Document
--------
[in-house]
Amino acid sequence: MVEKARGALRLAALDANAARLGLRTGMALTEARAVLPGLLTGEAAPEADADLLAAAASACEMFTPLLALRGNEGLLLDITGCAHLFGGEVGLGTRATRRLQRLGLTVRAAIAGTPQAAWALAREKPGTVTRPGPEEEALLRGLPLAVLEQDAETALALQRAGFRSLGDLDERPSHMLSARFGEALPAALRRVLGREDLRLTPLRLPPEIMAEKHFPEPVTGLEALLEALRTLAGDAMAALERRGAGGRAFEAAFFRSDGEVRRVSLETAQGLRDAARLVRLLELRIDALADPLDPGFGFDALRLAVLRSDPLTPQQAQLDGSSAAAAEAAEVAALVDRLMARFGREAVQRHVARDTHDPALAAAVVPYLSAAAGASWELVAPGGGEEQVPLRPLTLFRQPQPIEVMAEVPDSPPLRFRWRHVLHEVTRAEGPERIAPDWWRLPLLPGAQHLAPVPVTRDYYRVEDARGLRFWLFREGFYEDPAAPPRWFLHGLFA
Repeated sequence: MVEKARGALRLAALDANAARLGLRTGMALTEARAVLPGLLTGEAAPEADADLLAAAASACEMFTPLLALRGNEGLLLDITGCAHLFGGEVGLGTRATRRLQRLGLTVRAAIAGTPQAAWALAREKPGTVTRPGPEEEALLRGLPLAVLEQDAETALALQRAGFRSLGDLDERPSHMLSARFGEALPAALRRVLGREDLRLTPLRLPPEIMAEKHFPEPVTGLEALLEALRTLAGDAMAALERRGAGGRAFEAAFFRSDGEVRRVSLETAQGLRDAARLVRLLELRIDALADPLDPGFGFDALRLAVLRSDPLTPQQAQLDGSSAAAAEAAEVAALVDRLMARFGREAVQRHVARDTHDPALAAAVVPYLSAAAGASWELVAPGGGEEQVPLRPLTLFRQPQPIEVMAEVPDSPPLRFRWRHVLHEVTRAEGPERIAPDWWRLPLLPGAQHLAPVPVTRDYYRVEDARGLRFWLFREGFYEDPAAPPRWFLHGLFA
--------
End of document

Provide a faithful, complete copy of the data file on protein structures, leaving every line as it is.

[in-house]
Amino acid sequence: MVEKARGALRLAALDANAARLGLRTGMALTEARAVLPGLLTGEAAPEADADLLAAAASACEMFTPLLALRGNEGLLLDITGCAHLFGGEVGLGTRATRRLQRLGLTVRAAIAGTPQAAWALAREKPGTVTRPGPEEEALLRGLPLAVLEQDAETALALQRAGFRSLGDLDERPSHMLSARFGEALPAALRRVLGREDLRLTPLRLPPEIMAEKHFPEPVTGLEALLEALRTLAGDAMAALERRGAGGRAFEAAFFRSDGEVRRVSLETAQGLRDAARLVRLLELRIDALADPLDPGFGFDALRLAVLRSDPLTPQQAQLDGSSAAAAEAAEVAALVDRLMARFGREAVQRHVARDTHDPALAAAVVPYLSAAAGASWELVAPGGGEEQVPLRPLTLFRQPQPIEVMAEVPDSPPLRFRWRHVLHEVTRAEGPERIAPDWWRLPLLPGAQHLAPVPVTRDYYRVEDARGLRFWLFREGFYEDPAAPPRWFLHGLFA
Repeated sequence: MVEKARGALRLAALDANAARLGLRTGMALTEARAVLPGLLTGEAAPEADADLLAAAASACEMFTPLLALRGNEGLLLDITGCAHLFGGEVGLGTRATRRLQRLGLTVRAAIAGTPQAAWALAREKPGTVTRPGPEEEALLRGLPLAVLEQDAETALALQRAGFRSLGDLDERPSHMLSARFGEALPAALRRVLGREDLRLTPLRLPPEIMAEKHFPEPVTGLEALLEALRTLAGDAMAALERRGAGGRAFEAAFFRSDGEVRRVSLETAQGLRDAARLVRLLELRIDALADPLDPGFGFDALRLAVLRSDPLTPQQAQLDGSSAAAAEAAEVAALVDRLMARFGREAVQRHVARDTHDPALAAAVVPYLSAAAGASWELVAPGGGEEQVPLRPLTLFRQPQPIEVMAEVPDSPPLRFRWRHVLHEVTRAEGPERIAPDWWRLPLLPGAQHLAPVPVTRDYYRVEDARGLRFWLFREGFYEDPAAPPRWFLHGLFA